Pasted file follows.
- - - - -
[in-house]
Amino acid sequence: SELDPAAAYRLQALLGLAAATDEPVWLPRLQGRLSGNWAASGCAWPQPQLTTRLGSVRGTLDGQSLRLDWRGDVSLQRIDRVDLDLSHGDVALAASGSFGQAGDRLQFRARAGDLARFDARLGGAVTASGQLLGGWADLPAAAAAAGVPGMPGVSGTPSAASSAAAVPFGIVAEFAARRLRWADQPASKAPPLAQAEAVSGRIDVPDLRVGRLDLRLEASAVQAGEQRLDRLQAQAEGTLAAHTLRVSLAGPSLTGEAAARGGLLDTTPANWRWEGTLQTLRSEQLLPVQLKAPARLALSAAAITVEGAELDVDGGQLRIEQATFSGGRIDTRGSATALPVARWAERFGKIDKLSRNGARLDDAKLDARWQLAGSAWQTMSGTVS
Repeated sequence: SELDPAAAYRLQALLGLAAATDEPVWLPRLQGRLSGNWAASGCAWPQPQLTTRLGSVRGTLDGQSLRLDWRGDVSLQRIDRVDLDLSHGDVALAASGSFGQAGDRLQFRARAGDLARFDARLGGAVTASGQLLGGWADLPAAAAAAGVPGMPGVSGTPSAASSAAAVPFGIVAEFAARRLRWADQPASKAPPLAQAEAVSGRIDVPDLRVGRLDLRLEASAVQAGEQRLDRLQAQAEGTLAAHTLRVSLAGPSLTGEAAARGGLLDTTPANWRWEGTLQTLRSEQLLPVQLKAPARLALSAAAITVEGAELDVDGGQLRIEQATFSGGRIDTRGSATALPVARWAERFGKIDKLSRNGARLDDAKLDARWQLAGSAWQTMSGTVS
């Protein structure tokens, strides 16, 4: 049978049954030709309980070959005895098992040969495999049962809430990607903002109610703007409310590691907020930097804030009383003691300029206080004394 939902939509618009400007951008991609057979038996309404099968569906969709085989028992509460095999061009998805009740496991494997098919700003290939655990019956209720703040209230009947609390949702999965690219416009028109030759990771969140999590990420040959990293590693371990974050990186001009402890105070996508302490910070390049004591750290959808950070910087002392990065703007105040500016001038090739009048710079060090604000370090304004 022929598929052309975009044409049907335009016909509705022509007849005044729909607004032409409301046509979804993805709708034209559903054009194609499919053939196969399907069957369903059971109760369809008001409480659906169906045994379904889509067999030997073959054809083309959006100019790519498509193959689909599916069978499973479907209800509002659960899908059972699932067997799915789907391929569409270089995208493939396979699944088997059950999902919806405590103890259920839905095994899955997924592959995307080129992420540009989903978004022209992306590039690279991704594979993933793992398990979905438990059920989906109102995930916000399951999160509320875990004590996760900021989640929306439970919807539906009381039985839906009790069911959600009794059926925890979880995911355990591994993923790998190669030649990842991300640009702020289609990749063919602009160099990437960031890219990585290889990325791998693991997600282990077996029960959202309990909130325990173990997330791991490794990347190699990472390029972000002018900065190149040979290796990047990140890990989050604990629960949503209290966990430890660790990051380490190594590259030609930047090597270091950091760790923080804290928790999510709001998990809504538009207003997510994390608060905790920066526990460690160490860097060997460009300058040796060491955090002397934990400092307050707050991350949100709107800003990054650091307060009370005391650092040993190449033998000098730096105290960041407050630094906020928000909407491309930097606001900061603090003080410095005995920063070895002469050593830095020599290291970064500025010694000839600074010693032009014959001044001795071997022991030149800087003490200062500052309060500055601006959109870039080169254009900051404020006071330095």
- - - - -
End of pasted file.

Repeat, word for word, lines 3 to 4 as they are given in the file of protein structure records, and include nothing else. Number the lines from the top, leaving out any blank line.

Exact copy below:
Repeated sequence: SELDPAAAYRLQALLGLAAATDEPVWLPRLQGRLSGNWAASGCAWPQPQLTTRLGSVRGTLDGQSLRLDWRGDVSLQRIDRVDLDLSHGDVALAASGSFGQAGDRLQFRARAGDLARFDARLGGAVTASGQLLGGWADLPAAAAAAGVPGMPGVSGTPSAASSAAAVPFGIVAEFAARRLRWADQPASKAPPLAQAEAVSGRIDVPDLRVGRLDLRLEASAVQAGEQRLDRLQAQAEGTLAAHTLRVSLAGPSLTGEAAARGGLLDTTPANWRWEGTLQTLRSEQLLPVQLKAPARLALSAAAITVEGAELDVDGGQLRIEQATFSGGRIDTRGSATALPVARWAERFGKIDKLSRNGARLDDAKLDARWQLAGSAWQTMSGTVS
């Protein structure tokens, strides 16, 4: 049978049954030709309980070959005895098992040969495999049962809430990607903002109610703007409310590691907020930097804030009383003691300029206080004394 939902939509618009400007951008991609057979038996309404099968569906969709085989028992509460095999061009998805009740496991494997098919700003290939655990019956209720703040209230009947609390949702999965690219416009028109030759990771969140999590990420040959990293590693371990974050990186001009402890105070996508302490910070390049004591750290959808950070910087002392990065703007105040500016001038090739009048710079060090604000370090304004 022929598929052309975009044409049907335009016909509705022509007849005044729909607004032409409301046509979804993805709708034209559903054009194609499919053939196969399907069957369903059971109760369809008001409480659906169906045994379904889509067999030997073959054809083309959006100019790519498509193959689909599916069978499973479907209800509002659960899908059972699932067997799915789907391929569409270089995208493939396979699944088997059950999902919806405590103890259920839905095994899955997924592959995307080129992420540009989903978004022209992306590039690279991704594979993933793992398990979905438990059920989906109102995930916000399951999160509320875990004590996760900021989640929306439970919807539906009381039985839906009790069911959600009794059926925890979880995911355990591994993923790998190669030649990842991300640009702020289609990749063919602009160099990437960031890219990585290889990325791998693991997600282990077996029960959202309990909130325990173990997330791991490794990347190699990472390029972000002018900065190149040979290796990047990140890990989050604990629960949503209290966990430890660790990051380490190594590259030609930047090597270091950091760790923080804290928790999510709001998990809504538009207003997510994390608060905790920066526990460690160490860097060997460009300058040796060491955090002397934990400092307050707050991350949100709107800003990054650091307060009370005391650092040993190449033998000098730096105290960041407050630094906020928000909407491309930097606001900061603090003080410095005995920063070895002469050593830095020599290291970064500025010694000839600074010693032009014959001044001795071997022991030149800087003490200062500052309060500055601006959109870039080169254009900051404020006071330095």